19 years post-NAFS and the learning is still having an impact
In this guest blog, National Arts Fundraising School alumna Fiona Mason, now a freelance writer, arts consultant and Development Manager for Pacitti Company, shares her story since attending the School.
It’s a bright, crisp November day in 1998 when I arrive at the country house hotel outside Bath, Gloucestershire, for the National Arts Fundraising School (NAFS). I delight in watching my breath hang in the cold air. In the wooded valley that holds the stone building in its V, a nearby copse of silver birch trees cling to their autumn-gold leaves like it is money. A breeze moves through the branches and a few shimmering discs tumble to the woodland floor, which now resembles a bright carpet of coins.
Clearly I’ve got money on my mind, as even this pastoral scene has become a metaphor for how to raise money with ease from people or organisations intent on keeping hold of it.
Alongside the excitement of learning something new, the prospect of the week ahead also comes with a certain weight of responsibility – my employer, a small arts centre in the east of England, has invested in me. ‘No pressure’, they said, but they must be hoping for big things, especially given =mc’s famous ‘money back guarantee’.
Although I’m a gregarious person, I’m feeling a little nervous. I’m convinced I’ll be spending an intimidating week with seasoned fundraising pros, specialists who already know the ropes, whereas I’m a generalist and a fundraising newbie. My Jill-of-all-trades role of Administrator sees me counting bar takings, doing the payroll, selling tickets, welcoming artists, writing press releases and duty managing events. Of late it has also included drafting small funding applications. NAFS is a big deal for me. It’s the first proper professional training I’ve engaged with, having learned arts admin on the hoof until now. I take a deep breath, tell myself ‘I can do it’ and climb the stone steps into the lobby. There I’m greeted with an outstretched hand and a warm smile, putting me at my ease in moments.
Later, at the first group session, I’m relieved to discover that we’re all pretty much in the same boat. Whether in senior or more junior roles, most of us are fundraising beginners and even those with more experience have specific needs and gaps they’re hoping to fill. We bond over tea, coffee and bourbons, then over dinner and wine, sharing our stories of projects we’re passionate about, the organisations and artists we’re committed to supporting and the frustrations we have in common, mostly around how to manage the sometimes unrealistic expectations about what fundraising is and what can be achieved.
Over the days that follow, we absorb theory and practice through a blended approach that mixes talks and presentations with workshopping and feedback. We cover everything from writing a compelling case for support, to understanding the donor journey, how to (and how not to) approach trusts and foundations, building a nuanced case for public funding, making the ask from individual givers and how to position your project for a pitch to corporates. I am surprised how invested we all become in the activities, especially the presentation skills session. Donning formal clobber and feeling every palm-sweating and gut-churning ounce of pre-performance nerves, we work in small teams to step-up and pitch our ‘fantasy arts project’ ideas to the room; our peers, trainers and a corporate guest the critical stand-ins for a potential corporate sponsor.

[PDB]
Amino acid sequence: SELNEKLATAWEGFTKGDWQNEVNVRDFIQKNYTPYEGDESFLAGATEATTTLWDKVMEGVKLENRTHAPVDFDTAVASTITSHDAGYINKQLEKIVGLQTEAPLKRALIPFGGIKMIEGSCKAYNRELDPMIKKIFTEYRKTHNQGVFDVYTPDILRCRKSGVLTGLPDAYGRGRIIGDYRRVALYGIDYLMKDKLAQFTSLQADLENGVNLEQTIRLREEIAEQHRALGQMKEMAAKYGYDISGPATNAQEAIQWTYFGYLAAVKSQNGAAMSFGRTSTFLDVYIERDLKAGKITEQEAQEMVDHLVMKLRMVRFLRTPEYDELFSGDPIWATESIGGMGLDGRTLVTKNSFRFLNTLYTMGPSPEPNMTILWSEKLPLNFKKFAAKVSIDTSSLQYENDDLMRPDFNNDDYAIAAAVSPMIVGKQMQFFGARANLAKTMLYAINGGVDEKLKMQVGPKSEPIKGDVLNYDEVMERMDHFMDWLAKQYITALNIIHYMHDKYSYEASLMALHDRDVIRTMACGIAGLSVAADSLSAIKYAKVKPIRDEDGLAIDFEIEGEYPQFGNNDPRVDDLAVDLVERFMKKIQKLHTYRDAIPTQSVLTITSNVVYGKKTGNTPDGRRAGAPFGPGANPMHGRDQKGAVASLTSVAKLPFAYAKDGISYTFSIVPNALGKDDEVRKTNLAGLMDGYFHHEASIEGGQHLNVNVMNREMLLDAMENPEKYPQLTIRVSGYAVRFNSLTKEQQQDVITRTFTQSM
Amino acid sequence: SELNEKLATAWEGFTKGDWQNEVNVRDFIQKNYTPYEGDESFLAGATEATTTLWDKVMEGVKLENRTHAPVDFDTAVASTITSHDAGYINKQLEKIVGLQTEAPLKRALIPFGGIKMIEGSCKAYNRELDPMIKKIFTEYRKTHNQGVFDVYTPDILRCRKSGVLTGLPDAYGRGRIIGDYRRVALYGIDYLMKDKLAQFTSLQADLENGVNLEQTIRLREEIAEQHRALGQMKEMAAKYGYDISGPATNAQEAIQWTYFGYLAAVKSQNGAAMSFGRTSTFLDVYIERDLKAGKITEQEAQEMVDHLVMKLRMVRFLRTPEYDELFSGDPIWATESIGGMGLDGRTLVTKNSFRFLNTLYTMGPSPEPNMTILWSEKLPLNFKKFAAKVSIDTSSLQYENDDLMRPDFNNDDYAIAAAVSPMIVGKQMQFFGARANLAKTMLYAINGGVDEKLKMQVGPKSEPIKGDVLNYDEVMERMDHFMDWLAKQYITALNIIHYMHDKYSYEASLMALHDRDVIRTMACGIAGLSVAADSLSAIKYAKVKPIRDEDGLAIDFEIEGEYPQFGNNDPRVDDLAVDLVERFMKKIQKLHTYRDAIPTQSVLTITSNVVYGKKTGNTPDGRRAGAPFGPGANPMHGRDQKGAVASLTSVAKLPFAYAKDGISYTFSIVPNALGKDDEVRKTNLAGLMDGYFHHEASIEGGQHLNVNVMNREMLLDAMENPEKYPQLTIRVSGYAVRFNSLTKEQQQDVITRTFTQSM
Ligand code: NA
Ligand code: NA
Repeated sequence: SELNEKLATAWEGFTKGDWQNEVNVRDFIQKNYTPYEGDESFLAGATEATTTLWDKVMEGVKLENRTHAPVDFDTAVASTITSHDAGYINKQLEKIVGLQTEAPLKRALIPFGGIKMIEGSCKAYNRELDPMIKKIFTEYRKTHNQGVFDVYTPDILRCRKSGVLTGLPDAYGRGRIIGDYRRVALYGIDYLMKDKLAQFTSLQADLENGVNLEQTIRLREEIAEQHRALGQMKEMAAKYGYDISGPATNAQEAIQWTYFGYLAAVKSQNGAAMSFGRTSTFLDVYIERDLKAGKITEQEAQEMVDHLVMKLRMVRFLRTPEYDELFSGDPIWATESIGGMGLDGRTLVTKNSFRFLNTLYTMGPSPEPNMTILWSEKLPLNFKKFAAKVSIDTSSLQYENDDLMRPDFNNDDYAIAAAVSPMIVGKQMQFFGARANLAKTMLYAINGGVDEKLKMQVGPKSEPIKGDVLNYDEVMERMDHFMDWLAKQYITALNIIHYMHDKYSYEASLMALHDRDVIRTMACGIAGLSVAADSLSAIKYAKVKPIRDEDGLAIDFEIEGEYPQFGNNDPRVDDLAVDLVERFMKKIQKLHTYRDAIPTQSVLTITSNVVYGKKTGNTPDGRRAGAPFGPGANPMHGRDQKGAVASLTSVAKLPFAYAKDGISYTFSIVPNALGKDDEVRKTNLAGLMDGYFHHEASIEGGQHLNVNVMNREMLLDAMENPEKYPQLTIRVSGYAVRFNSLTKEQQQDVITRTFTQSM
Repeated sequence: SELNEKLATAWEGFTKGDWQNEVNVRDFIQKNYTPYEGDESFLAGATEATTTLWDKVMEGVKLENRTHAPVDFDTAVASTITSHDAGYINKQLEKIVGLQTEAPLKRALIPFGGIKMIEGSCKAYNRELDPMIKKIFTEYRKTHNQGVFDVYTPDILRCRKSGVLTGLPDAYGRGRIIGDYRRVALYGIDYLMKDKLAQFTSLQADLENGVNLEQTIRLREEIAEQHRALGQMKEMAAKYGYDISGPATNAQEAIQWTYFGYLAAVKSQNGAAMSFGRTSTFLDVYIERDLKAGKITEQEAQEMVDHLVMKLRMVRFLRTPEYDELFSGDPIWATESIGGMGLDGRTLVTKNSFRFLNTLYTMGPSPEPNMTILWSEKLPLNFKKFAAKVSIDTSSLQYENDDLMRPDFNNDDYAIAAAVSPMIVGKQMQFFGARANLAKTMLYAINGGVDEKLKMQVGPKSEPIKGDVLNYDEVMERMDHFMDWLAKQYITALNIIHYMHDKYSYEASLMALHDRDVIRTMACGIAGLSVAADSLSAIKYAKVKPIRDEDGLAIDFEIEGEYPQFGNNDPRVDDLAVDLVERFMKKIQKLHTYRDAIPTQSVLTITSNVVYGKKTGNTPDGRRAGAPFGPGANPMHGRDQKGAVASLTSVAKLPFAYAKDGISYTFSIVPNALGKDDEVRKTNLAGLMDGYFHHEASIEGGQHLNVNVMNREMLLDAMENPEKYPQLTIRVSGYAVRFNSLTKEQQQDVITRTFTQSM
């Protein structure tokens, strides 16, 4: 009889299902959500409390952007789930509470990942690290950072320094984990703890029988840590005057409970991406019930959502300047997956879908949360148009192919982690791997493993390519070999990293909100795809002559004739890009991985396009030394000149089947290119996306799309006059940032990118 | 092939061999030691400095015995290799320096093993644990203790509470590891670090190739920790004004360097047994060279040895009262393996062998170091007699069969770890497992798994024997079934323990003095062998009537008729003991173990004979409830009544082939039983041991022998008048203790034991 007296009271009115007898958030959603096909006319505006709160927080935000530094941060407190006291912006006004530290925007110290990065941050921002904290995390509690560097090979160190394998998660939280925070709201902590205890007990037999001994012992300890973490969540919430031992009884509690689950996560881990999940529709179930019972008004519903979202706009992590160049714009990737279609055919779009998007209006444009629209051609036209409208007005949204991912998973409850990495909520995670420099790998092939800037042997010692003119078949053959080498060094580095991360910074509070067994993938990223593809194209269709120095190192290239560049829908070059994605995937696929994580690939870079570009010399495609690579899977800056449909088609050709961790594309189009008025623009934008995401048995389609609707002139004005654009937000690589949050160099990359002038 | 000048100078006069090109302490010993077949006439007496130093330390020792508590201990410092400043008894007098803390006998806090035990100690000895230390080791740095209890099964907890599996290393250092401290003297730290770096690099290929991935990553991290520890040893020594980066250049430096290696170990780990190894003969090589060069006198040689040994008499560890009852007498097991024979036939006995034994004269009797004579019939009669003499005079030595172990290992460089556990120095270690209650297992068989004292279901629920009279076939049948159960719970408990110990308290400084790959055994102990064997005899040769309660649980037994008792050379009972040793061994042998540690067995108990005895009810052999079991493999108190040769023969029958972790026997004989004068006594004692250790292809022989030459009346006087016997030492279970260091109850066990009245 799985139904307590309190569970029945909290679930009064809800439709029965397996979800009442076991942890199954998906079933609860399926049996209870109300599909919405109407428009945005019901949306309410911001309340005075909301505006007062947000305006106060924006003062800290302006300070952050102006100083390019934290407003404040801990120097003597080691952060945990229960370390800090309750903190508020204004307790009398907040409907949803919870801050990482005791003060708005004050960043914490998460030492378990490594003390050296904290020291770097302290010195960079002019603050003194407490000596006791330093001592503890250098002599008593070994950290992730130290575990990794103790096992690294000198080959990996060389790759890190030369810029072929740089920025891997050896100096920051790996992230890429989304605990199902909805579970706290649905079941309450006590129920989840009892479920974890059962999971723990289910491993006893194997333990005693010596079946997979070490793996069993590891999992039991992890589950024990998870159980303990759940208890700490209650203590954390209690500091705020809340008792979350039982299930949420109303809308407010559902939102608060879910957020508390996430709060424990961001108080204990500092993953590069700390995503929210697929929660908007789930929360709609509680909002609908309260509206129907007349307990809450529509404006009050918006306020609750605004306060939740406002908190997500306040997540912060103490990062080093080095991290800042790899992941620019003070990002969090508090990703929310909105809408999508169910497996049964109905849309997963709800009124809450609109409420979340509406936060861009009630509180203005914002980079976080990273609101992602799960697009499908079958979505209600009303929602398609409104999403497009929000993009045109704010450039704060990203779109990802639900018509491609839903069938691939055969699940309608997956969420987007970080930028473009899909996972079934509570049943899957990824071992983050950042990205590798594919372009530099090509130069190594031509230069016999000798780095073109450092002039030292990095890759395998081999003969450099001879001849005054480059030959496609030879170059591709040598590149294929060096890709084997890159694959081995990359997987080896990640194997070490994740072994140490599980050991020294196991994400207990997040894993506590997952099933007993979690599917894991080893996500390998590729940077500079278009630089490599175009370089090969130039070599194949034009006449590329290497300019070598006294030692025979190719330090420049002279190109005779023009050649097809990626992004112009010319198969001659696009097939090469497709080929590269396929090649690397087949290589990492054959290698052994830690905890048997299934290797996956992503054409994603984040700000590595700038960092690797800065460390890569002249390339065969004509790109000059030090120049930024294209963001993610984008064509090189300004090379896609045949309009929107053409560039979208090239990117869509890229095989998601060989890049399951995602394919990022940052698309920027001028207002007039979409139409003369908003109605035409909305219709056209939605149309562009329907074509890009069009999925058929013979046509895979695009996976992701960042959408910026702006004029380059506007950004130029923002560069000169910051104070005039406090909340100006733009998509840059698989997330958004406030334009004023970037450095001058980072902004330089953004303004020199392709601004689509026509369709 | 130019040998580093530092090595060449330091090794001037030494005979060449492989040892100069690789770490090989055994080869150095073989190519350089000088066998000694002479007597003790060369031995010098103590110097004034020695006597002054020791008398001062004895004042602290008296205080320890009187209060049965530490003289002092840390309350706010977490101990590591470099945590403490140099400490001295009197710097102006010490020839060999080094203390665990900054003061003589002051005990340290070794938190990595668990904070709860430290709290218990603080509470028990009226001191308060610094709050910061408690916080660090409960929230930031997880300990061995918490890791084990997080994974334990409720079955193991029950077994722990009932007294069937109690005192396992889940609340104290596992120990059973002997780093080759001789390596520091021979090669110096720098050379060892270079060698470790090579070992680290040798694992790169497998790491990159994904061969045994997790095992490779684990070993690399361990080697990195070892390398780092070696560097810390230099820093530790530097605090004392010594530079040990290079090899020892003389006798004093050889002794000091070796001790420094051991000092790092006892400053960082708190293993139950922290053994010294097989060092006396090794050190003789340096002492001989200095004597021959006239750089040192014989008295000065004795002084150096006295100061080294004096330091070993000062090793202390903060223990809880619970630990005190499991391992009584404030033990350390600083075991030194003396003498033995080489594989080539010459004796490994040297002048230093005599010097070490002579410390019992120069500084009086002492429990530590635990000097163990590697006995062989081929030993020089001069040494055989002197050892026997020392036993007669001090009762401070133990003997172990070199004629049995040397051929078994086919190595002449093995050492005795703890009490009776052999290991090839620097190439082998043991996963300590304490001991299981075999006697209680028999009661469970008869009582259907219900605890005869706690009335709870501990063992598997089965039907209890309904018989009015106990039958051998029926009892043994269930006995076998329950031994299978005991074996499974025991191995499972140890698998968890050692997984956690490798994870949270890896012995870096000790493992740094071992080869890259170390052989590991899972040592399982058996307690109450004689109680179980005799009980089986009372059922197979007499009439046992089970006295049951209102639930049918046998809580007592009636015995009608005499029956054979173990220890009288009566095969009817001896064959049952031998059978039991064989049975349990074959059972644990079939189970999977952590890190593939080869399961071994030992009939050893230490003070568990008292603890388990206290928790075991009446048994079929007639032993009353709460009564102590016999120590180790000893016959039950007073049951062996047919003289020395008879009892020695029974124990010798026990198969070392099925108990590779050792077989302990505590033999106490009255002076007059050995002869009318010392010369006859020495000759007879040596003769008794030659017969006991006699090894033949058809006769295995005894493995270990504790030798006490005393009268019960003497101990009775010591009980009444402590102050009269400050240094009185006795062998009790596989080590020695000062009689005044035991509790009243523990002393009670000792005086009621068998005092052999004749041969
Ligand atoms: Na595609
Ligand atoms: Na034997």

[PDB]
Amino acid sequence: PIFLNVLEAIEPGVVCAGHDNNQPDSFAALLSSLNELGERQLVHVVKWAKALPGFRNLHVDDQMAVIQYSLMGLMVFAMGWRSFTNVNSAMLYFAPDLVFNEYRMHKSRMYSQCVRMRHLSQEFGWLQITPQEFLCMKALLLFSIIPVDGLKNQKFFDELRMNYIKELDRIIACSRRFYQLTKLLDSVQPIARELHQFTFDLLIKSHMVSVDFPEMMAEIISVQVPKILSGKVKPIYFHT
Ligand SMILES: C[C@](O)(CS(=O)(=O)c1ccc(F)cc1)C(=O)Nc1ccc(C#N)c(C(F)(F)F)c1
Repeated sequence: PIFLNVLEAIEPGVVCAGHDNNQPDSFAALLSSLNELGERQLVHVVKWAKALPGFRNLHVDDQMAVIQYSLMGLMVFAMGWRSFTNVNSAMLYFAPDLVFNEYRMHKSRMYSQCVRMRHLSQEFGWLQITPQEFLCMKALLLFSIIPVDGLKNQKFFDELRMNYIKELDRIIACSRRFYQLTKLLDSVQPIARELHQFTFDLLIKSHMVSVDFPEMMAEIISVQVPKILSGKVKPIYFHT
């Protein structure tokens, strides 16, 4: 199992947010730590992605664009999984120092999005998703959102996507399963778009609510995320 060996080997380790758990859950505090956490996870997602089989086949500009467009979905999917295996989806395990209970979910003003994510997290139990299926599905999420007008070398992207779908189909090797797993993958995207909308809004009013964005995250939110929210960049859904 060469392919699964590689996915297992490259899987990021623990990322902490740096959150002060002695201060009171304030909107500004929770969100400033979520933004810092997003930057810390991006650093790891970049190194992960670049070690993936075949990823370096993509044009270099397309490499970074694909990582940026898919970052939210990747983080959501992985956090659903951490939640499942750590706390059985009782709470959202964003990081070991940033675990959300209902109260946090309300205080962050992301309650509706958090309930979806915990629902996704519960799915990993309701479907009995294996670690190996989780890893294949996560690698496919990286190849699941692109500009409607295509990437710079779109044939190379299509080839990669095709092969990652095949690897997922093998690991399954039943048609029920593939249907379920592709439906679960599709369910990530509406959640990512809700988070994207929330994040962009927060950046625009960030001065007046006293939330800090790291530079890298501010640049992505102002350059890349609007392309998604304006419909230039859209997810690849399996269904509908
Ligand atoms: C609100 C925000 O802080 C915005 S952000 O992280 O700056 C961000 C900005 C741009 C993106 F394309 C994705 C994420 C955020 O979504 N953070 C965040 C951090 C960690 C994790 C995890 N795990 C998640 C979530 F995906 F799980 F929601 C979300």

After a week of early mornings, long intense days and late nights putting the world to rights, I say farewell to my cohort, armed with an array of fundraising tools and knowledge and a network of new peers and friends with whom to share my fundraising journey.
That was nearly 20 years ago, and I’m pleased to report that I didn’t need to claim a refund on my course fees. In fact, within 8-months of attending the School, I stopped counting bar takings on a Monday morning and started in a senior management position as General Manager of a national arts organisation. NAFS gave me the confidence to forge new relationships with funders, to speak with authority to stakeholders of all stripes and to communicate effectively with the board and senior team. Successful bids for projects, core funding and capital development followed and by the time I left, 6-years later, I’d raised over £3m. After that I began working independently, as an arts consultant, fundraiser and producer, supporting artists and organisations across art forms and securing funding for a wide range of projects.
These days, I combine my arts consulting practice with fundraising for Pacitti Company and developing my own projects as a writer, artist and educator, but I still remember and use the lessons I learned at the National Arts Fundraising School and to date I have raised over £5.6m right across the contemporary arts.
Would I recommend NAFS? Yes, without hesitation. Go, learn, enjoy and then head back to your organisation or independent career and practice and keep practicing until you succeed and keep succeeding. Alongside tip-top communication skills, empathy and passion, resilience and tenacity are what will get you through the challenges in what is the toughest climate for arts funding that I’ve known in my 20+ years in the sector. The stakes are high and the competition for a diminishing pot of funding is fierce. There’s never been a more critical time to be an arts fundraiser and the support of peers facing the same challenges as you is invaluable. High quality, relevant learning and a wonderful network of peers are, I think, the gifts from the National Arts Fundraising School that will keep on giving, long after the event and throughout your career.
Follow Fiona on twitter: @fi_mason